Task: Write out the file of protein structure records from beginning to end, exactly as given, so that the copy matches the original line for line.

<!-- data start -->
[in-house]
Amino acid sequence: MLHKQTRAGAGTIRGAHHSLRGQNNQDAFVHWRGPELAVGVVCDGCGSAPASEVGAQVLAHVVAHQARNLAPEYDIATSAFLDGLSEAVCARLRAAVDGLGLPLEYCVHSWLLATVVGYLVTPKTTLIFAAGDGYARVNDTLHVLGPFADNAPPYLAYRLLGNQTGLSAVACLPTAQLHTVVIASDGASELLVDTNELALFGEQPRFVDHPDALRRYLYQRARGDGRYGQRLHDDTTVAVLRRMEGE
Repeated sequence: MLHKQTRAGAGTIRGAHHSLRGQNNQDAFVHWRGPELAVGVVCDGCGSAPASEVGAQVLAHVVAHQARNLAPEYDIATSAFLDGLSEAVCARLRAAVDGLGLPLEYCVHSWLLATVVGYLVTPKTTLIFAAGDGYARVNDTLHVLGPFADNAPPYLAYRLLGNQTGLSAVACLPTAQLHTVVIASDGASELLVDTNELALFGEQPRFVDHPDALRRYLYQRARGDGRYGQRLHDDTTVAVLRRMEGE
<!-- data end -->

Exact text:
[in-house]
Amino acid sequence: MLHKQTRAGAGTIRGAHHSLRGQNNQDAFVHWRGPELAVGVVCDGCGSAPASEVGAQVLAHVVAHQARNLAPEYDIATSAFLDGLSEAVCARLRAAVDGLGLPLEYCVHSWLLATVVGYLVTPKTTLIFAAGDGYARVNDTLHVLGPFADNAPPYLAYRLLGNQTGLSAVACLPTAQLHTVVIASDGASELLVDTNELALFGEQPRFVDHPDALRRYLYQRARGDGRYGQRLHDDTTVAVLRRMEGE
Repeated sequence: MLHKQTRAGAGTIRGAHHSLRGQNNQDAFVHWRGPELAVGVVCDGCGSAPASEVGAQVLAHVVAHQARNLAPEYDIATSAFLDGLSEAVCARLRAAVDGLGLPLEYCVHSWLLATVVGYLVTPKTTLIFAAGDGYARVNDTLHVLGPFADNAPPYLAYRLLGNQTGLSAVACLPTAQLHTVVIASDGASELLVDTNELALFGEQPRFVDHPDALRRYLYQRARGDGRYGQRLHDDTTVAVLRRMEGE